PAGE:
Before they got married about nine years ago, Lindsay Owen and Libbie Miller were about to leave Arizona. They were romancing Portland or Seattle, looking for a city they could connect to architecturally. The look-alike feel of the suburbs had grown old for them.
But they decided to give downtown Phoenix a look before skipping town. And that meant ordering a pizza to the front porch of a home they were considering but had not yet bought. They wanted to see what that bungalow, tucked inside the Coronado Historic District, felt like after dark.
Owen and Miller were curious about the people, the energy and the vibe there. So, they ate pizza on the porch of the vacant home. And put an offer in.
“We were just really excited,” Miller said.
Following eight years of gradual, aesthetic touch-ups and scavenger hunts through local vintage shops, Owen and Miller are now exhaling in the afterglow that comes with being part of the community’s home tour, held last month.
“It’s been a slow evolution,” Miller said. “We’ve made one decision every year.”
Owen and Miller were lucky in that the home they purchased, built in 1927, did not need a complete renovation. It was in good shape, and only needed their personal influence to make it theirs.
They started with the floor, because as much as they loved that it was original to the house, they weren’t real excited about the splinters they kept getting from it.
And since the home had no sub-floor, they laid the new wood floor directly on top of the previous one. So, new floor and new sub-floor.
Part of the charm, Owen said, of moving into a historic home is the story that has lived inside it for years.
Upon moving in, the couple found a binder that held the home’s history, and that of the neighborhood, providing insight on the construction of the home and its tell-tale architectural calling cards. The very skinny hallways and petite doorways. The front porches. The abbreviated floor plans.
“There are multiple stories in this house,” Owen said.
One of the stories includes a set of footprints left in the cement, at the base of the front porch, as if an adult and a child had just stepped off into the driveway.
Neither Owen nor Miller knows the history of those footprints, but they love that they’re there.
It appears the Coronado neighborhood loves that Owen and Miller are there, too. Owen is the reigning “Neighbor of the Year” for 2018, as awarded by the neighborhood association. The custom trophy features a golf cart along with her name.
“There’s a band that plays on a golf cart,” Miller said, explaining the prominence of both music and golf carts in the neighborhood. “Everybody loves each other.”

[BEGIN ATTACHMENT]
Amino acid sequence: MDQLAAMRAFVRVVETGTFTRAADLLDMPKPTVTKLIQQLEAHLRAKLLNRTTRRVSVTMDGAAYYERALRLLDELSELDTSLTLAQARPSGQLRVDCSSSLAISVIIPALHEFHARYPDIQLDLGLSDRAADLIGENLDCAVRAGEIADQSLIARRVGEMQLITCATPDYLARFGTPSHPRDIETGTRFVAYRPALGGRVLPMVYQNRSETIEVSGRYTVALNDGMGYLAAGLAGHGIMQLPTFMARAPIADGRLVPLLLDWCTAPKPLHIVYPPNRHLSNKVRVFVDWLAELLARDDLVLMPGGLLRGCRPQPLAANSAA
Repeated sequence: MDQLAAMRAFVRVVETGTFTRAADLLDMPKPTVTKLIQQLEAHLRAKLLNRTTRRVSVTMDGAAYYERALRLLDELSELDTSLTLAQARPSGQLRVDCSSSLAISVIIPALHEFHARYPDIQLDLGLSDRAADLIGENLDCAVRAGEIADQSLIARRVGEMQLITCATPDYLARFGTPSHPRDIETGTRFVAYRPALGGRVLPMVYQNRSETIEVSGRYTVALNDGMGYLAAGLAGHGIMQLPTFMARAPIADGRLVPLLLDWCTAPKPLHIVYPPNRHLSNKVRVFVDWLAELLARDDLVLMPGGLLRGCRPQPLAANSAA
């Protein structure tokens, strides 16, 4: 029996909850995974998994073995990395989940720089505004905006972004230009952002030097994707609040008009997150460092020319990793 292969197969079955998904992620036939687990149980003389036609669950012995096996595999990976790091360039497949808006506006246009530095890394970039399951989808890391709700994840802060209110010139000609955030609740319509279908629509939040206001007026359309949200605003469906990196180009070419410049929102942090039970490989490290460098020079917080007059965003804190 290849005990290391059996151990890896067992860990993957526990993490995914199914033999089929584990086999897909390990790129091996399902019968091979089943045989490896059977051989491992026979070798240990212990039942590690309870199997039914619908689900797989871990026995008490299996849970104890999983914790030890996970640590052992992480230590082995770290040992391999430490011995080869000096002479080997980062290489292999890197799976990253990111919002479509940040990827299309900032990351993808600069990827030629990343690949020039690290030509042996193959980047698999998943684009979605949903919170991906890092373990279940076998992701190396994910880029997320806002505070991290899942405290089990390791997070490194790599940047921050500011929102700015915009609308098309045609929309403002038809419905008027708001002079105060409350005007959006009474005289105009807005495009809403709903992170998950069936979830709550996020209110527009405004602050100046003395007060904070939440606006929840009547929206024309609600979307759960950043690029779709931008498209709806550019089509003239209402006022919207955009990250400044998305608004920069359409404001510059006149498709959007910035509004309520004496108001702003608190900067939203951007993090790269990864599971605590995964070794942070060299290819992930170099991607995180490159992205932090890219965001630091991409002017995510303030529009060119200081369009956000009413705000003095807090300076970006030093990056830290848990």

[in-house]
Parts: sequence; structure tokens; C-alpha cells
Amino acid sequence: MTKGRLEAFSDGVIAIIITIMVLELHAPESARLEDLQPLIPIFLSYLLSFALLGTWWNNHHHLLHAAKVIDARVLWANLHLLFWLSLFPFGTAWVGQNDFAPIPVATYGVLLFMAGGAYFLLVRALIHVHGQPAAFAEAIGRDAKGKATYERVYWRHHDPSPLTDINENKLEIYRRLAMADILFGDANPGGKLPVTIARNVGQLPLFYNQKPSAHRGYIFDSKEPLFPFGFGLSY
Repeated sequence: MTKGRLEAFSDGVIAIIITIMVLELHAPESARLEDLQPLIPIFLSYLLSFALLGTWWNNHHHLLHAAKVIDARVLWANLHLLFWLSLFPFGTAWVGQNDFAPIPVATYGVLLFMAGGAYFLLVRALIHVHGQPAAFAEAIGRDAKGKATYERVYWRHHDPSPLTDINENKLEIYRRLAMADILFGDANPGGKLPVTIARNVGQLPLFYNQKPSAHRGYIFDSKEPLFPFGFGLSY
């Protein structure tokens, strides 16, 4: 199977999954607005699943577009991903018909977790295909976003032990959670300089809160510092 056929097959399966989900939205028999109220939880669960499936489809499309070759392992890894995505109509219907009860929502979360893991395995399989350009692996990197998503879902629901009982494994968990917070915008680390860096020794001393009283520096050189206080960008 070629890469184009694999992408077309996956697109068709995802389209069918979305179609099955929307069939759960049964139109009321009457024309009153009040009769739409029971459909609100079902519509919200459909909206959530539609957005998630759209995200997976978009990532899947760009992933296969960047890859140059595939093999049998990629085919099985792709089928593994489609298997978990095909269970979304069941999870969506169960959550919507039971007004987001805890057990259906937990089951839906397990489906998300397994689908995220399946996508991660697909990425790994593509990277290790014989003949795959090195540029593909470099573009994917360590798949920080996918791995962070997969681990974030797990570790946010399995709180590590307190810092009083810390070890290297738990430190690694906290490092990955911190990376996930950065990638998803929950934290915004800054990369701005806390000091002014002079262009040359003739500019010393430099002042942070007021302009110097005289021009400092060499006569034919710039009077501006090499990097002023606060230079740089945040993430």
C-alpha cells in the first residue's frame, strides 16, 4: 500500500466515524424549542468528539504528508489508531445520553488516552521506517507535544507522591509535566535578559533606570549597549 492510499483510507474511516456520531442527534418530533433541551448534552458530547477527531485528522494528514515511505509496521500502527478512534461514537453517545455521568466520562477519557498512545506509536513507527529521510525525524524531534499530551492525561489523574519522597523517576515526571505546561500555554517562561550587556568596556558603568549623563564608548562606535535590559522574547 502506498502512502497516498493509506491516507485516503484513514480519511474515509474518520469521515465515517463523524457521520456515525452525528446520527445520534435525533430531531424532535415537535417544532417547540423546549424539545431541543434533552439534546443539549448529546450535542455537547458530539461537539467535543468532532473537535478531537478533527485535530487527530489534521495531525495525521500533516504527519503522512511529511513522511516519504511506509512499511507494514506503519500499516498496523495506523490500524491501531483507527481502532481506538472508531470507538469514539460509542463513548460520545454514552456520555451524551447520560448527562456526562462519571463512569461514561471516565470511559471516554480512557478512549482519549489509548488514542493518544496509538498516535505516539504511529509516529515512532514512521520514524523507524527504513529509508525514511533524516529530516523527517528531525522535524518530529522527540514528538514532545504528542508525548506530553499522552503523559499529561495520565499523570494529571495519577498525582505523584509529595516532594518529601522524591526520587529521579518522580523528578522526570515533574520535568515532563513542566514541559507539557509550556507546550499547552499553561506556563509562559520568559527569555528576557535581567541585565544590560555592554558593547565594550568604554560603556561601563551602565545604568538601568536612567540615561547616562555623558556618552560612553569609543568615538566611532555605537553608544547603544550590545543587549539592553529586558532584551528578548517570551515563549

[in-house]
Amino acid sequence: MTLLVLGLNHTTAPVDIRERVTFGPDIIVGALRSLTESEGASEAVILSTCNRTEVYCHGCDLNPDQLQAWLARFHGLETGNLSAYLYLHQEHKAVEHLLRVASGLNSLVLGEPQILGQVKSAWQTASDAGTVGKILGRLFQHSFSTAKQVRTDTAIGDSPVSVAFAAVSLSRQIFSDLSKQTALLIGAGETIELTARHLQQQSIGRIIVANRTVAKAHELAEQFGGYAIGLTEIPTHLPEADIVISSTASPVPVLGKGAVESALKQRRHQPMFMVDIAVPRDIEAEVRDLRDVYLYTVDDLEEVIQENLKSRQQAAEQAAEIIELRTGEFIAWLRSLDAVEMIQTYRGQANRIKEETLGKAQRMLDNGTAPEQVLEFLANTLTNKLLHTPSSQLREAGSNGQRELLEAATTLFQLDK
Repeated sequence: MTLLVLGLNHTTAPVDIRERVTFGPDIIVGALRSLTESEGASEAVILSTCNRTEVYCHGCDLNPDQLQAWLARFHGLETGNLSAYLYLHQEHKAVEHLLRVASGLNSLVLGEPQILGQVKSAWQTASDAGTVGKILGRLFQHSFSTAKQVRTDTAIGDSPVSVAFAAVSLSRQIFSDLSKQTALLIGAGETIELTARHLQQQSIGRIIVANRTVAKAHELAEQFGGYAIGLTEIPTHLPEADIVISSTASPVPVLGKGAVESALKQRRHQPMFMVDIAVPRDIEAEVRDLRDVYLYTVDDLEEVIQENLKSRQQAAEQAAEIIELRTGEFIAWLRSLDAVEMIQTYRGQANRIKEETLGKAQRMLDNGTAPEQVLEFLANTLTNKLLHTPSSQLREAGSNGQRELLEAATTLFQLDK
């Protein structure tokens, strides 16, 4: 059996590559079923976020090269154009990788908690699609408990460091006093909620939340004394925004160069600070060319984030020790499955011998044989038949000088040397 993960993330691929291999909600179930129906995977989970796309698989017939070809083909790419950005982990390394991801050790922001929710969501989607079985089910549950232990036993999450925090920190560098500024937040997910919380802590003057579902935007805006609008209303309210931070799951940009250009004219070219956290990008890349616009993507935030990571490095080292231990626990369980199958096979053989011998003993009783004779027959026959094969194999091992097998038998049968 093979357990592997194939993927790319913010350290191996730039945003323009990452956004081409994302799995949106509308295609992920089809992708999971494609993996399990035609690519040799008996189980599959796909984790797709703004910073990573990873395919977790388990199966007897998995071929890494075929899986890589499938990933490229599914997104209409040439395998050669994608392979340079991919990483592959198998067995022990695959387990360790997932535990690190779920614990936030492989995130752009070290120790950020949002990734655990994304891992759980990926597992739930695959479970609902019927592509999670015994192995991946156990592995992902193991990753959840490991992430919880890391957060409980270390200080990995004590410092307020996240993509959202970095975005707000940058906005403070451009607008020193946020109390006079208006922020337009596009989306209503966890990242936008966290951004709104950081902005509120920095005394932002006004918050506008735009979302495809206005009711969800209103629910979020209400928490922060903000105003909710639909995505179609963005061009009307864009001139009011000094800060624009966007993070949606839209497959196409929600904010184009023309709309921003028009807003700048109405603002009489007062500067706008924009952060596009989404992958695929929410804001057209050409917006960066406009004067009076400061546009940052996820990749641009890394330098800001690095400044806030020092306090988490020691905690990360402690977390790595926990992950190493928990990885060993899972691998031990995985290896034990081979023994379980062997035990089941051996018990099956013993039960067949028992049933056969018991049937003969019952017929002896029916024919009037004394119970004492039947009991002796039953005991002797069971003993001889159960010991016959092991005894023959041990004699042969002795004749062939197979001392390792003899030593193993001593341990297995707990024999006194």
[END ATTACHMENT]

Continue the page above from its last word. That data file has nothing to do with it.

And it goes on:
While shooing away the award, Owen explained her extensive involvement with the neighborhood. She helped organize WayneFest, a micro-music festival held at Coronado Park last year, participates in a weekly music-church gathering and supports the Coronado Porch Concerts series, which pops up sporadically.
“We wanted to able to invite other people into the neighborhood. And, it was a way to raise funds for our neighborhood association,” Owen said of WayneFest, which they hope to hold again this year. “I have probably, like, 20 Coronado T-shirts.”
Those T-shirts need a place to live, which can require creativity when it comes to space in a historic home.
Owen and Miller shield their Ikea closet organizing system with a floor-to-ceiling curtain, and they manage to keep the rest of the home clutter-free while punctuating the structure’s charm by striking a solid balance with decorative additions.
Owen and Miller have made their mark with faux taxidermy in the office, a homemade wine rack in the kitchen and a custom, oversized dining table outside.
A chalkboard in the kitchen proclaims their love of wine, custom artwork in the hallway illustrates their affection for their dogs, and the furniture they’ve sourced from nearby vintage shops — including the high-top kitchen table they refurbished themselves — helps tie everything together and helps tie them to the neighborhood they almost didn’t discover.
As does their love of music, on display at almost every turn in the home, along with their devotion to their dogs. One was found at Tuck Shop, and then so aptly earned the name Tuck. The other is a rescue.
“Nobody buys dogs here, either,” Miller said. “They just find them.”
Know of a unique home in metro Phoenix that is not on the market that should be featured? Email [email protected].
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